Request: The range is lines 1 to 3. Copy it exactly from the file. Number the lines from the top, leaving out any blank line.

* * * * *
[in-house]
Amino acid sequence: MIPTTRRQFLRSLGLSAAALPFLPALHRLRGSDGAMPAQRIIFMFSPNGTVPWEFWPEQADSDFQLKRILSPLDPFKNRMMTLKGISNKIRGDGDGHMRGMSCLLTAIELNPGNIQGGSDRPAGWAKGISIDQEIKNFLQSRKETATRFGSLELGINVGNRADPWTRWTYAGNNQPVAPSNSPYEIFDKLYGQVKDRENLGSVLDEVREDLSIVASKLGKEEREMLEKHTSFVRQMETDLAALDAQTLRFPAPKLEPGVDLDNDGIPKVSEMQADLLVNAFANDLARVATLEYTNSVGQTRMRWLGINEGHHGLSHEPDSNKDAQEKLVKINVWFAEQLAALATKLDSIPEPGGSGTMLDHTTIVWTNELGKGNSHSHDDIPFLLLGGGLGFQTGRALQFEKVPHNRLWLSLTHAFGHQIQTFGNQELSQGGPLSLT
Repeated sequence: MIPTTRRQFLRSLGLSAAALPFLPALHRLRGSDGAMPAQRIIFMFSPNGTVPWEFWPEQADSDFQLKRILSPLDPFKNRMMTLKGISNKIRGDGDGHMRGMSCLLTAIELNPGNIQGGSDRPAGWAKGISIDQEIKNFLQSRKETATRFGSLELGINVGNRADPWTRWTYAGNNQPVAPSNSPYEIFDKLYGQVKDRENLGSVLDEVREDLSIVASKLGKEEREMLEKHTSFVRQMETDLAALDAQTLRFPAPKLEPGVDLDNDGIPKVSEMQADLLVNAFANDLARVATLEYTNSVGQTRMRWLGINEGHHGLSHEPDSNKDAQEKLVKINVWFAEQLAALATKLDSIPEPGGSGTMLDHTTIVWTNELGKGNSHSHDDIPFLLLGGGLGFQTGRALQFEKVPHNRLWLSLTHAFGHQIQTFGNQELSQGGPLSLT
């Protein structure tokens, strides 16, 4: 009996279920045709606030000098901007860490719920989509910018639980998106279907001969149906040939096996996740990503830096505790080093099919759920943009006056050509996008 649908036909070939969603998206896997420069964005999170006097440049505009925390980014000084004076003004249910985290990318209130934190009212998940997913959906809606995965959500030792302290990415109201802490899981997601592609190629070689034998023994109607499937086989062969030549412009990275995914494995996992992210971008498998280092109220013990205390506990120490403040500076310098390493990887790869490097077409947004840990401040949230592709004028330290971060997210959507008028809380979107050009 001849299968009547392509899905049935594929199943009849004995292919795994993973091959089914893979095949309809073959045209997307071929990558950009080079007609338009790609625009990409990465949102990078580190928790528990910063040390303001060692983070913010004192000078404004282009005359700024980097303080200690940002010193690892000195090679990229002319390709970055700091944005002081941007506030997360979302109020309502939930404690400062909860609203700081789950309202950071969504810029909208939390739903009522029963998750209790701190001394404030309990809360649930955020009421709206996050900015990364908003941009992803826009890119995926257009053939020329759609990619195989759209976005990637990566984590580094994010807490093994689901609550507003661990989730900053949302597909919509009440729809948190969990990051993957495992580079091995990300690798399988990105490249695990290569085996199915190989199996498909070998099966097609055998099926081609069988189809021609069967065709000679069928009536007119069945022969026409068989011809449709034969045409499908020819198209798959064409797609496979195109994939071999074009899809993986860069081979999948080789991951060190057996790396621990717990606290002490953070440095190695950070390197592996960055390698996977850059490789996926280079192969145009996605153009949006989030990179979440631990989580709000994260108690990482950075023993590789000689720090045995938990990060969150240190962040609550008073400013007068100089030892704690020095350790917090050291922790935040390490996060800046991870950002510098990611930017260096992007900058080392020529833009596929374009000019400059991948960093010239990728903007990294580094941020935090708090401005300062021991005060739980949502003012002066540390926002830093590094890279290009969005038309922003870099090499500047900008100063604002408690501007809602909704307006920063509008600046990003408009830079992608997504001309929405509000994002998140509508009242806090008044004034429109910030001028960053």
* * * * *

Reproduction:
[in-house]
Amino acid sequence: MIPTTRRQFLRSLGLSAAALPFLPALHRLRGSDGAMPAQRIIFMFSPNGTVPWEFWPEQADSDFQLKRILSPLDPFKNRMMTLKGISNKIRGDGDGHMRGMSCLLTAIELNPGNIQGGSDRPAGWAKGISIDQEIKNFLQSRKETATRFGSLELGINVGNRADPWTRWTYAGNNQPVAPSNSPYEIFDKLYGQVKDRENLGSVLDEVREDLSIVASKLGKEEREMLEKHTSFVRQMETDLAALDAQTLRFPAPKLEPGVDLDNDGIPKVSEMQADLLVNAFANDLARVATLEYTNSVGQTRMRWLGINEGHHGLSHEPDSNKDAQEKLVKINVWFAEQLAALATKLDSIPEPGGSGTMLDHTTIVWTNELGKGNSHSHDDIPFLLLGGGLGFQTGRALQFEKVPHNRLWLSLTHAFGHQIQTFGNQELSQGGPLSLT
Repeated sequence: MIPTTRRQFLRSLGLSAAALPFLPALHRLRGSDGAMPAQRIIFMFSPNGTVPWEFWPEQADSDFQLKRILSPLDPFKNRMMTLKGISNKIRGDGDGHMRGMSCLLTAIELNPGNIQGGSDRPAGWAKGISIDQEIKNFLQSRKETATRFGSLELGINVGNRADPWTRWTYAGNNQPVAPSNSPYEIFDKLYGQVKDRENLGSVLDEVREDLSIVASKLGKEEREMLEKHTSFVRQMETDLAALDAQTLRFPAPKLEPGVDLDNDGIPKVSEMQADLLVNAFANDLARVATLEYTNSVGQTRMRWLGINEGHHGLSHEPDSNKDAQEKLVKINVWFAEQLAALATKLDSIPEPGGSGTMLDHTTIVWTNELGKGNSHSHDDIPFLLLGGGLGFQTGRALQFEKVPHNRLWLSLTHAFGHQIQTFGNQELSQGGPLSLT